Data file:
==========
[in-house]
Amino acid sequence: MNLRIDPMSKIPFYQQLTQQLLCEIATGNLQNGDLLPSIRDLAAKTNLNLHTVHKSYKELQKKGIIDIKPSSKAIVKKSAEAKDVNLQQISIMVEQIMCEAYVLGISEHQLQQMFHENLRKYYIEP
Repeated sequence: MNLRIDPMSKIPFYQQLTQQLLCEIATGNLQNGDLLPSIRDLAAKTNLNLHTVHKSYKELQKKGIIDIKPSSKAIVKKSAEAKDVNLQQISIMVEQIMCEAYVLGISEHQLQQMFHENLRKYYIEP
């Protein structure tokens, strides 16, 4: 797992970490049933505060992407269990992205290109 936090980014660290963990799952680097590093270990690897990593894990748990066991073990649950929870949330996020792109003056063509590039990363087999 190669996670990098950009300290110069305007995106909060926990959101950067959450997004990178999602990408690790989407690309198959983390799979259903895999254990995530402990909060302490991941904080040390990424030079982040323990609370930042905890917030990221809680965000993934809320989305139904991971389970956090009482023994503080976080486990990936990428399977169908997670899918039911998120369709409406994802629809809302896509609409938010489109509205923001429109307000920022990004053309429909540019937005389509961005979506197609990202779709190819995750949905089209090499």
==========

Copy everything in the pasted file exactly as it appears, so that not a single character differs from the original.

[in-house]
Amino acid sequence: MNLRIDPMSKIPFYQQLTQQLLCEIATGNLQNGDLLPSIRDLAAKTNLNLHTVHKSYKELQKKGIIDIKPSSKAIVKKSAEAKDVNLQQISIMVEQIMCEAYVLGISEHQLQQMFHENLRKYYIEP
Repeated sequence: MNLRIDPMSKIPFYQQLTQQLLCEIATGNLQNGDLLPSIRDLAAKTNLNLHTVHKSYKELQKKGIIDIKPSSKAIVKKSAEAKDVNLQQISIMVEQIMCEAYVLGISEHQLQQMFHENLRKYYIEP
């Protein structure tokens, strides 16, 4: 797992970490049933505060992407269990992205290109 936090980014660290963990799952680097590093270990690897990593894990748990066991073990649950929870949330996020792109003056063509590039990363087999 190669996670990098950009300290110069305007995106909060926990959101950067959450997004990178999602990408690790989407690309198959983390799979259903895999254990995530402990909060302490991941904080040390990424030079982040323990609370930042905890917030990221809680965000993934809320989305139904991971389970956090009482023994503080976080486990990936990428399977169908997670899918039911998120369709409406994802629809809302896509609409938010489109509205923001429109307000920022990004053309429909540019937005389509961005979506197609990202779709190819995750949905089209090499």